SUTHERLAND SPRINGS, Texas - The massacre here that killed more than two dozen people - the youngest of them just 18 months old - occurred amid an ongoing "domestic situation" involving the gunman and his relatives, at least one of whom had attended the church, law enforcement officials said Monday.
While authorities have not publicly identified a motive for the attack, they emphasized that the shooting did not appear to be fueled by racial or religious issues, as has been the case involving other rampages at houses of worship. Instead, they said the gunman had sent "threatening texts" to his mother-in-law as part of this ongoing dispute.
"This was not racially motivated, it wasn't over religious beliefs," Freeman Martin of the Texas Department of Public Safety said at a news briefing. "There was a domestic situation going on within the family and the in-laws."
While the gunman's mother-in-law had attended the church, she was not there Sunday when the shooting occurred, officials said.
Investigators have scoured the gunman's background since he opened fire Sunday morning inside the First Baptist Church outside San Antonio, searching for clues as the stories of those massacred began to emerge.
There were 26 people killed in the church attack, the latest in a seemingly unending series of mass attacks in supposedly safe public spaces. The dead included eight relatives spanning three generations in a single family. While authorities had said Sunday that the victims ranged in age from 5 to 72, they said a day later that those were the people who suffered injuries and were being treated at hospitals.
"Inside the church, the deceased actually ranged from 18 months to 77 years of age," Martin said. The family that lost eight relatives said one of them was a 1-year-old girl killed in the attack.
Another 20 people were wounded at the church, 10 of whom remained in critical condition Monday, Martin said.
Texas officials early Monday identified the attacker as 26-year-old Devin Patrick Kelley of New Braunfels, about 35 miles north of Sutherland Springs.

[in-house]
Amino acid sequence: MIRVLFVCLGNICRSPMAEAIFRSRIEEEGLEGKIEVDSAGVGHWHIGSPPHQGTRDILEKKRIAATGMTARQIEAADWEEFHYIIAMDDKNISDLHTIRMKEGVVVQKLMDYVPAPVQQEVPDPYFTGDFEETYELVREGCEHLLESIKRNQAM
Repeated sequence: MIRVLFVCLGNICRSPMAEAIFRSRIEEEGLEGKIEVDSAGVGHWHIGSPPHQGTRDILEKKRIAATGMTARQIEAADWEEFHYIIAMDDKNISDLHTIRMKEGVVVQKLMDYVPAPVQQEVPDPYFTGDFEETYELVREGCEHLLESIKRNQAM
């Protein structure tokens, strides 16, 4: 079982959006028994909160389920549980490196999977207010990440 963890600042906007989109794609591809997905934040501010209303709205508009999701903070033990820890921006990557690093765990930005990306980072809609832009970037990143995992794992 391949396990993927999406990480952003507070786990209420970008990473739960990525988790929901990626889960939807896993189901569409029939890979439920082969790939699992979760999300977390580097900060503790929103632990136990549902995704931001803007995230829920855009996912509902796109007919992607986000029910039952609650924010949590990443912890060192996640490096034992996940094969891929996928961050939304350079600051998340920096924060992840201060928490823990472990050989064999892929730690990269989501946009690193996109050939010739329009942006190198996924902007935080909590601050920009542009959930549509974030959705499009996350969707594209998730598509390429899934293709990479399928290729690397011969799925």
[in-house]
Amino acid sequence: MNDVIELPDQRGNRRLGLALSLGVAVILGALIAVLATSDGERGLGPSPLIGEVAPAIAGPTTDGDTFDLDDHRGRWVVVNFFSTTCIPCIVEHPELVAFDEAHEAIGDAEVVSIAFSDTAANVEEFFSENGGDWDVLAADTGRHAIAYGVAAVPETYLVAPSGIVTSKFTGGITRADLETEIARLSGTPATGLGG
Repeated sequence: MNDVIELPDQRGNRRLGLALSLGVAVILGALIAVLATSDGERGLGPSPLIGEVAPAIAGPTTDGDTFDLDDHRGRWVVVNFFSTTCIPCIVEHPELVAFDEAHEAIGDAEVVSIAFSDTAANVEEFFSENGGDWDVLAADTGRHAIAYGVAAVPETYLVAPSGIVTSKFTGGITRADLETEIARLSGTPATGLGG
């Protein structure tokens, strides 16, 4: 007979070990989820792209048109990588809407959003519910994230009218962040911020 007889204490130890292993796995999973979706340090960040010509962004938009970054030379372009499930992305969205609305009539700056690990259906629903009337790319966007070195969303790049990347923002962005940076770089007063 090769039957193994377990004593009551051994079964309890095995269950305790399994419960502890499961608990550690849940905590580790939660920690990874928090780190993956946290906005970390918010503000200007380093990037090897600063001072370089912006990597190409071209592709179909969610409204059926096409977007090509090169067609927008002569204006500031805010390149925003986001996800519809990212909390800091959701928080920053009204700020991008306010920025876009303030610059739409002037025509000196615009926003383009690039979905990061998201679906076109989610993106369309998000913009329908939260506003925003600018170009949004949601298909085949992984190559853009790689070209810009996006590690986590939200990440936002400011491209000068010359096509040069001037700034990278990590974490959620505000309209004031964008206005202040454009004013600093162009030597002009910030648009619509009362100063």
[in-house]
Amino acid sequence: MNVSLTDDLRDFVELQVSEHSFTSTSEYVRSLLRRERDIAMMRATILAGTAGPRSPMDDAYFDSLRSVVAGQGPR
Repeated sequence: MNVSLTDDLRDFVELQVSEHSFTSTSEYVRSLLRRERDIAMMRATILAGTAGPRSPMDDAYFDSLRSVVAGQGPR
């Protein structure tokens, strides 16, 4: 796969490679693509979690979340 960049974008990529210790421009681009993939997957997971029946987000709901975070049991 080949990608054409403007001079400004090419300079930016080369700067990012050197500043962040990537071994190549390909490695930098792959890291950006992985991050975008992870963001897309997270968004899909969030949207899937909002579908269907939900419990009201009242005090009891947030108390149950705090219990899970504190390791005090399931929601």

They said the former Air Force member shot at the churchgoers with a Ruger assault-style rifle before coming under fire from a local man. Martin praised the efforts of "two Good Samaritans" who responded to the shooting, saying that a resident who lives near the church heard what was happening, took his own rifle and began firing at the attacker, hitting him at least once.
Kelley dropped his rifle, jumped in his Ford Expedition and fled, Martin said. "Our Texas hero" flagged down another young Texan, hopped into his vehicle and they chased Kelley, Martin said.
It was "act now, ask questions later," said the truck's driver, Johnnie Langendorff.
During the chase, Kelley called his father on his cellphone to say "he had been shot and didn't think he was going to make it," Martin said. Kelley shot himself, though the cause and manner of his death will be determined after an autopsy, Martin said.
Joe D. Tackitt Jr., the Wilson County sheriff, said Monday that though Kelley's in-laws had attended the church, they were not there during services Sunday, and instead came to the scene after the shooting.
Three guns were recovered Sunday, according to authorities: A Ruger rifle and two handguns, one a Glock and another a Ruger, inside Kelley's vehicle. He had purchased a total of four guns during each of the last four years, officials said.
Precisely how Kelley obtained his guns remained a key question for investigators. Kelley had been court-martialed in 2012 and sentenced to a year in military prison for assaulting his spouse and child, making him the latest mass attacker or suspect with domestic violence in his past. He was reduced in rank and released with a bad-conduct discharge in 2014.
Kelley had sought and failed to obtain a permit allowing him to carry a concealed weapon, officials said. He had an "unarmed private security license" akin to what a security guard at a concert would have, Martin said.
In televised interviews, Texas Gov. Greg Abbott, R, said it appeared the church was intentionally targeted, rather than chosen at random, but said there were "more unknowns than there are knowns" a day after the attack.
"By all of the facts that we seem to know, he was not supposed to have access to a gun, so how did this happen?" Abbott said in an interview Monday morning on CNN. "We are in search of answers to these questions."
Kelley had worked briefly over the summer as an unarmed night security guard at a Schlitterbahn water park in New Braunfels, the company said. He passed a Texas Department of Public Safety criminal background check before beginning work there, a spokeswoman said, though she added that Kelley was fired in July - as the season was reaching its peak - because he was "not a good fit."
He was also able to pass a background check that allowed him to work for HEB, a Texas grocery chain, in New Braunfels. Company spokeswoman Dya Campos said he worked there for two months in 2013 and quit; she was unsure of his position there.